1. On the whole, how would you grade TCU’s first Big 12 season?
“Considering all the personnel issues TCU has faced I’d have to give them a B. If the Frogs pull the upset against Oklahoma, then maybe even an A. I know every team deals with injuries, but I’d argue TCU’s losses were more severe than any team in the league. If the Frogs don’t lose their quarterback, two running backs and two linebackers they likely win games against Iowa State and Texas Tech.”
2. The Frogs were an obvious choice to join the conference, and certainly won huge games before joining it, but how significant was last week’s win at Texas? It seems like TCU winning in Austin — even with the Longhorns being somewhat down — during this inaugural Big 12 season fully legitimizes, in a way, TCU’s step up from occasional BCS buster to power-conference challenger. Do you see it that way?
“I think that’s probably how many outsiders view TCU’s success. It’s hard to argue with that viewpoint. And, yes, beating Texas was significant. It’s significant any time you have won on the road somewhere since 1967. It’s also important because until they actually beat Texas (done) and Oklahoma (again), then there will always be those that think TCU can’t compete. Some of that may subside a little. I predicted Texas would win, but I wasn’t shocked at all that TCU won. They didn’t beat Wisconsin in the Rose Bowl by a fluke. Beating Oklahoma in Norman wasn’t a fluke. Winning at Clemson, at Boise State, at Utah — these are/were all solid teams, whether John Q. Longhorn fan realizes it. What TCU fans need to realize is that year in and year out most of the time schools such as Texas and Oklahoma are going to be favored to win and rightfully so. Most of the time those schools get the pick of the best recruits. They should be good. Until TCU puts up a string of Big 12 titles, they’ll always be the underdog.”
3. Trevone Boykin has demonstrated an ability to run, and Oklahoma has had some big problems with mobile quarterbacks in recent weeks. Is that something you expect TCU to try exploiting?
“Yes, but as much out of necessity as any kind schematic advantage on Oklahoma. TCU wants to minimize mistakes and eat the clock. That gameplan has served them well in wins, including last week at Texas. When they start trying to get clever, the redshirt freshman has made some mistakes with his arm. They may throw it more than they did against Texas (10 passes), but I don’t think we’ll see more than 20 passes.”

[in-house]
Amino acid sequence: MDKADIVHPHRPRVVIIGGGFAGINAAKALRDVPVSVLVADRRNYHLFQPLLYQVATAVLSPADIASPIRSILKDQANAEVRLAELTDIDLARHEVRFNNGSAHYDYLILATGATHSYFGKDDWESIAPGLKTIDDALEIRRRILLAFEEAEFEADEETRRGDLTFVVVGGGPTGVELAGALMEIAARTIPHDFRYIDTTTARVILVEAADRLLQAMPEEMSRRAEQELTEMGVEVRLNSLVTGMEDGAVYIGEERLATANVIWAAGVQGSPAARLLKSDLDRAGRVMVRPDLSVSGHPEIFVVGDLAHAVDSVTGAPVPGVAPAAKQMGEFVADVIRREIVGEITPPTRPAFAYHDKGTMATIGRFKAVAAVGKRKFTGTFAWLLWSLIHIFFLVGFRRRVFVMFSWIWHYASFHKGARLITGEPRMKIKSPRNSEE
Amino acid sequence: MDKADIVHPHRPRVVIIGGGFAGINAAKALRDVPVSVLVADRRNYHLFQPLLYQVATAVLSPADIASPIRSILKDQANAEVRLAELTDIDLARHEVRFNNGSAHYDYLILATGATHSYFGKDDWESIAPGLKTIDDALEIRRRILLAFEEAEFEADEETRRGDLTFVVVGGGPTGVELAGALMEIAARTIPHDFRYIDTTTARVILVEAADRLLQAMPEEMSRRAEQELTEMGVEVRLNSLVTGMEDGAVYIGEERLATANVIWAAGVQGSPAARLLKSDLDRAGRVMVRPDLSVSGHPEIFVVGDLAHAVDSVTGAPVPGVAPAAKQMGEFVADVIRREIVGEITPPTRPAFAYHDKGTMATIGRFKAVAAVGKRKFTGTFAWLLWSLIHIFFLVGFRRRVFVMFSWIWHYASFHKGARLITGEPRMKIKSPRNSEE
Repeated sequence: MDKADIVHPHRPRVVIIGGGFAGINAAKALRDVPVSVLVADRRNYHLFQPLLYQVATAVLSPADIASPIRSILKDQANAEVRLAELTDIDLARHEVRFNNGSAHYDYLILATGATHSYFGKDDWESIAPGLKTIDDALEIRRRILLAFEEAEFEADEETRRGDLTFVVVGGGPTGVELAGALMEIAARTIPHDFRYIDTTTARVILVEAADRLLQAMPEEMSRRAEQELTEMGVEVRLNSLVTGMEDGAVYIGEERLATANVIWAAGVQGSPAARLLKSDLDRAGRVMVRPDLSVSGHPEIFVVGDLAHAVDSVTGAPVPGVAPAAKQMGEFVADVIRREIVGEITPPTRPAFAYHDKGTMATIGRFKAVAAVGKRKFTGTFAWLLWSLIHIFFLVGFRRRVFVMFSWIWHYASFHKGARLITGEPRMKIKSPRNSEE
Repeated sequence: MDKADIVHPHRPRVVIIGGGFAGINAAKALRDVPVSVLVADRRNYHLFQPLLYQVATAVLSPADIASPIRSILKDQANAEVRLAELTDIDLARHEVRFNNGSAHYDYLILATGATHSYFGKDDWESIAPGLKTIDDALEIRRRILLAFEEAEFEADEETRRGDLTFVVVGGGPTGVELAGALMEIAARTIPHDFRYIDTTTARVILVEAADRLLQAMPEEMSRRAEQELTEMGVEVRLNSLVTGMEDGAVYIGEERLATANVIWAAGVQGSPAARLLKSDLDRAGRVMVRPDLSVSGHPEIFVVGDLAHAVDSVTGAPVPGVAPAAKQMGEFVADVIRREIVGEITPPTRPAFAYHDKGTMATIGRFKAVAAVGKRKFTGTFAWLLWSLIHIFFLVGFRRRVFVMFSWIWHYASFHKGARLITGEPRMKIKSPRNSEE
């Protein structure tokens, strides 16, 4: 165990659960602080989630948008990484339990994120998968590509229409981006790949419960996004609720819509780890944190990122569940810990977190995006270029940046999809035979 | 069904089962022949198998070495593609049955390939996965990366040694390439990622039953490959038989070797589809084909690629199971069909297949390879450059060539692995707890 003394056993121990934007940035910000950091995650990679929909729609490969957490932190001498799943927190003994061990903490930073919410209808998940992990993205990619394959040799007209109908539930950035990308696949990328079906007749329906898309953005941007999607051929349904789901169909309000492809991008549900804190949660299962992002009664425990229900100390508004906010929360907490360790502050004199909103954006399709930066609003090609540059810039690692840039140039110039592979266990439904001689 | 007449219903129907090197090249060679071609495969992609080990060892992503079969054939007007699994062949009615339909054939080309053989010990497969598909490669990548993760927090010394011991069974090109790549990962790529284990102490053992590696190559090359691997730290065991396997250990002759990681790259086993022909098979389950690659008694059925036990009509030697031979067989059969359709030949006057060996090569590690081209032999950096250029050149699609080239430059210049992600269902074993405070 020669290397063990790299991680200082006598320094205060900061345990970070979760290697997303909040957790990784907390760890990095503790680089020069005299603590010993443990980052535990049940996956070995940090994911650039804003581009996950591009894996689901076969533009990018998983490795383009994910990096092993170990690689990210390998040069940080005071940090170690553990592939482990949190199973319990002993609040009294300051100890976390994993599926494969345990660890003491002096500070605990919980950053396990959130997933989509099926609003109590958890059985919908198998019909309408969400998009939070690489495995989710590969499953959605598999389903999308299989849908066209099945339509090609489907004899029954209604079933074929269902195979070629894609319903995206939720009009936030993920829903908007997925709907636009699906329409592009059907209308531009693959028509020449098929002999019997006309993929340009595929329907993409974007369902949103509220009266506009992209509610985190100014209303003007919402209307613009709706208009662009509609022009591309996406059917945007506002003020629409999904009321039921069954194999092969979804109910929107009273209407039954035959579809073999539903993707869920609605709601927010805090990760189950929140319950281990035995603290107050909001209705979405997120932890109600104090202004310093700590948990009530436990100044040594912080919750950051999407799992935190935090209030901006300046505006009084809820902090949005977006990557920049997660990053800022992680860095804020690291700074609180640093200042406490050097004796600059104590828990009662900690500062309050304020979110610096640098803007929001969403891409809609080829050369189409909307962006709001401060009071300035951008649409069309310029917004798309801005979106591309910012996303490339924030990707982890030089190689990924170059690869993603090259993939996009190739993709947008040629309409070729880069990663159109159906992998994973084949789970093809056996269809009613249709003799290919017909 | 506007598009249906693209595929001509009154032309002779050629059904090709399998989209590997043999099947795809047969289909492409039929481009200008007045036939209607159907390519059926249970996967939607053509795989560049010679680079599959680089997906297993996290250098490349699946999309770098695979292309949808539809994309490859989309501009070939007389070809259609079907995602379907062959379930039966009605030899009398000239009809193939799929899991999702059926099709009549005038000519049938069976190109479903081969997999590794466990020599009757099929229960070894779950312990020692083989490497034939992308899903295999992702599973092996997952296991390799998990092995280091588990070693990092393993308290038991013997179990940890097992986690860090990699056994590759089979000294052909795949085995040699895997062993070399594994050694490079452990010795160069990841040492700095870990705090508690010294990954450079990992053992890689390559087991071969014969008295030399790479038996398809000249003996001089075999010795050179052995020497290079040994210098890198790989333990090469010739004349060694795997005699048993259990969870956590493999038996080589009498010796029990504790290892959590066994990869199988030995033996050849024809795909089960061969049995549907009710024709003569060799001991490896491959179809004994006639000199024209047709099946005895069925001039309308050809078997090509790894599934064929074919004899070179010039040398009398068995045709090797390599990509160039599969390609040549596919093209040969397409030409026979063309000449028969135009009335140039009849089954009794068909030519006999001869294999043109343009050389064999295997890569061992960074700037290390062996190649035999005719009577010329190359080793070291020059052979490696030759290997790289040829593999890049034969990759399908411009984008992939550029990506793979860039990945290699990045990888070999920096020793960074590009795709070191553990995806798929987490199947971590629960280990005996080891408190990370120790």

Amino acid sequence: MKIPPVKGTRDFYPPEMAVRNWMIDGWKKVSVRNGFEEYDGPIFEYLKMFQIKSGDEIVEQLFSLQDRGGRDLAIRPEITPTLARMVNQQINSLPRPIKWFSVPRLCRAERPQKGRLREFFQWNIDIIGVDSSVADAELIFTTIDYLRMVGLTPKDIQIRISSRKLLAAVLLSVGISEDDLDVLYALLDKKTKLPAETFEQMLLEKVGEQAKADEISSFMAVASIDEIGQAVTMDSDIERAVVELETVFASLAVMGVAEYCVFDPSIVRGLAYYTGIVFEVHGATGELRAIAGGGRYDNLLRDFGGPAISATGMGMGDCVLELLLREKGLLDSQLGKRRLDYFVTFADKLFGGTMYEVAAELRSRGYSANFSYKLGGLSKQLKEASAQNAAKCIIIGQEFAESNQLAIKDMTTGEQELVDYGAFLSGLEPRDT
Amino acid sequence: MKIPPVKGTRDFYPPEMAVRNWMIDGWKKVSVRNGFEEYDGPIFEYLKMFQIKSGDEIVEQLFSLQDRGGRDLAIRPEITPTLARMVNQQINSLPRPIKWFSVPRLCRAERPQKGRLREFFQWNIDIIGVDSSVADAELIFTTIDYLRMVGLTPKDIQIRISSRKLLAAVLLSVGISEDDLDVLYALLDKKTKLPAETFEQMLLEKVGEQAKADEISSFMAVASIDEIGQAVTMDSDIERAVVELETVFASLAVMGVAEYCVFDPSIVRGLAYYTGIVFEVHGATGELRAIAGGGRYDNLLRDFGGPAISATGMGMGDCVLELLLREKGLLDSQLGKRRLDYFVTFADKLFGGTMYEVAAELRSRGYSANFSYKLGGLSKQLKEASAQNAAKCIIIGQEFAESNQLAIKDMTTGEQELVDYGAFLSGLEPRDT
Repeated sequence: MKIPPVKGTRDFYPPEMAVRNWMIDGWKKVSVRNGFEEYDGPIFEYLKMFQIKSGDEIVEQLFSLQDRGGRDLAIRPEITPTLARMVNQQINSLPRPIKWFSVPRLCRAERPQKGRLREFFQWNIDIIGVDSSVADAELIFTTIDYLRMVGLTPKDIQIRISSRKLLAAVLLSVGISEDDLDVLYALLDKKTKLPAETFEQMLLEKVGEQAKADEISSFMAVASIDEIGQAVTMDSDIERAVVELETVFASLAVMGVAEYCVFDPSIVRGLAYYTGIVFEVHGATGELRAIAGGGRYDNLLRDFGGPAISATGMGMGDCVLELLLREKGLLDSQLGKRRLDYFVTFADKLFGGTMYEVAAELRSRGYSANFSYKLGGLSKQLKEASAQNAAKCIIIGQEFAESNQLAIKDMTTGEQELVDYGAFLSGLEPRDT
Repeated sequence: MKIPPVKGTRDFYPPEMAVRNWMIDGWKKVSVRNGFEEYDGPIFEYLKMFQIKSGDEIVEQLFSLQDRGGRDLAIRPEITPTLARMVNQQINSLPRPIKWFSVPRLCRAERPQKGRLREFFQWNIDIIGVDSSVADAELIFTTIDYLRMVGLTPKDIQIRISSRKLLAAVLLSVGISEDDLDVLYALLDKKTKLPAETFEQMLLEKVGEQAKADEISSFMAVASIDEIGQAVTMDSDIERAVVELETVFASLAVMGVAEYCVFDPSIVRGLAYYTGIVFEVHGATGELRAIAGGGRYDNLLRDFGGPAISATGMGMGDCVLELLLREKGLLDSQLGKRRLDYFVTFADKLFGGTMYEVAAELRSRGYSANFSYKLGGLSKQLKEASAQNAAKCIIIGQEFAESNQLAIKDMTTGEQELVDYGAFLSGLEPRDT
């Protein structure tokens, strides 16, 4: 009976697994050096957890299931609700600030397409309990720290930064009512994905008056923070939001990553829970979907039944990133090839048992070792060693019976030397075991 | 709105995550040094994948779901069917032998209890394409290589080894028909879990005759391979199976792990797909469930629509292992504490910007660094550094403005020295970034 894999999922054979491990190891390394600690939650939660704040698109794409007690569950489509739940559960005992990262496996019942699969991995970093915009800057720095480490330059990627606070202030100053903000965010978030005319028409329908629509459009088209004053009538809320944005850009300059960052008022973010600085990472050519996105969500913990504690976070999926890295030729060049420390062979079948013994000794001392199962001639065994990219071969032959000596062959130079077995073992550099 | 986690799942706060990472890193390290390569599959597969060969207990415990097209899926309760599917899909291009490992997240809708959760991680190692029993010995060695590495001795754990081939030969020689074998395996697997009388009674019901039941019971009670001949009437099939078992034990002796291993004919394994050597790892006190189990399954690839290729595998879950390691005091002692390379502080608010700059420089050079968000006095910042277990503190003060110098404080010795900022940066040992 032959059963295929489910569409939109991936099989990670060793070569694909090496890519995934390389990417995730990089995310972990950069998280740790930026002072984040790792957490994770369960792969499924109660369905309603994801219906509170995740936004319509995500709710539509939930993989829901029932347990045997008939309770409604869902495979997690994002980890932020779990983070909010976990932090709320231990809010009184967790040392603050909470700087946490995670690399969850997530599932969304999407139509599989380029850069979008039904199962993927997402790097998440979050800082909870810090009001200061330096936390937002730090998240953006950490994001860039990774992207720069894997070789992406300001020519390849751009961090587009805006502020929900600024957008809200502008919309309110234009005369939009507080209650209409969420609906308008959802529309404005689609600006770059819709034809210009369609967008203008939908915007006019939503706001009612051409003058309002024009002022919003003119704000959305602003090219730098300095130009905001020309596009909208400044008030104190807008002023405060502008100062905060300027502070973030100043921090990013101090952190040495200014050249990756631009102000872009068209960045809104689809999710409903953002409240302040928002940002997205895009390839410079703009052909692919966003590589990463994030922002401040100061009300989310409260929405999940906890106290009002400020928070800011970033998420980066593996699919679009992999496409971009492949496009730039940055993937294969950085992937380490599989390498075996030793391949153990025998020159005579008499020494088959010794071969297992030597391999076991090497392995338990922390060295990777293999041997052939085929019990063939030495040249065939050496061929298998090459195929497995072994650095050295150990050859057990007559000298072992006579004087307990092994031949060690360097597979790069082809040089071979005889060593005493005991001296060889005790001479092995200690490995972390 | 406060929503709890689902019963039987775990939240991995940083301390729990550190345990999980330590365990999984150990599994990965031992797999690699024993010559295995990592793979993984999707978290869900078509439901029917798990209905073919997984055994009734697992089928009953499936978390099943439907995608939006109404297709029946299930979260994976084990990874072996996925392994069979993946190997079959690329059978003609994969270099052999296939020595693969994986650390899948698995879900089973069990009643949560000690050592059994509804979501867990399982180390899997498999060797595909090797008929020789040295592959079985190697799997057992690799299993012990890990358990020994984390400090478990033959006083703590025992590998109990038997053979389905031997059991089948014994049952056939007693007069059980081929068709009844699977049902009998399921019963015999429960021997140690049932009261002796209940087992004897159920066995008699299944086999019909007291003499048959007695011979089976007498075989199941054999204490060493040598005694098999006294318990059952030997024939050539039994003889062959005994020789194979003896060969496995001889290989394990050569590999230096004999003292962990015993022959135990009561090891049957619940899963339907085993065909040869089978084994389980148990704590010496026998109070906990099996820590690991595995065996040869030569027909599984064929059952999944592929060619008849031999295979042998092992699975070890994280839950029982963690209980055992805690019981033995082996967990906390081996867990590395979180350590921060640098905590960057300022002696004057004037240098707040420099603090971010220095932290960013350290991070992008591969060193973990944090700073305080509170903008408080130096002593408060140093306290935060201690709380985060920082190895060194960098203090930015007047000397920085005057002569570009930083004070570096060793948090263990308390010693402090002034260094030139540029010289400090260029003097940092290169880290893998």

4. Does Boykin have a firm grip on the TCU quarterback job for the forseeable future, even if Casey Pachall returns to the team? Boykin seems to have earned it.
“I think as far as the public will know, it will be Boykin’s job to lose. But if Pachall returns and shows he’s matured and changed, then I don’t see any reason why TCU coaches won’t let him earn the starting job back. Boykin is a very talented athlete and could be used as a running back or receiver. If it’s a straight up QB battle then I don’t see how Pachall doesn’t win the job back. He’s too good a passer.”
5. TCU has been tough in run defense all season, and Oklahoma has struggled to effectively — and consistently — run the football through this recent stretch. Landry Jones and the OU receivers have operated pretty effectively, though, even without much of a threat in the running game. Do you expect those matchups to be determining factors Saturday?
“Yes, those are the keys to this game. The Frogs secondary, as good as it has played this season, has been susceptible to the long pass. If Jones can hit on some of those early that could open up TCU’s run defense and cause problems for the Frogs. I expect TCU to come at Jones with abandon, especially defensive ends Stansly Maponga and Devonte Fields. If the Sooners can keep those two at bay, they have a chance to exploit some of TCU’s vulnerabilities. I expect a close game.”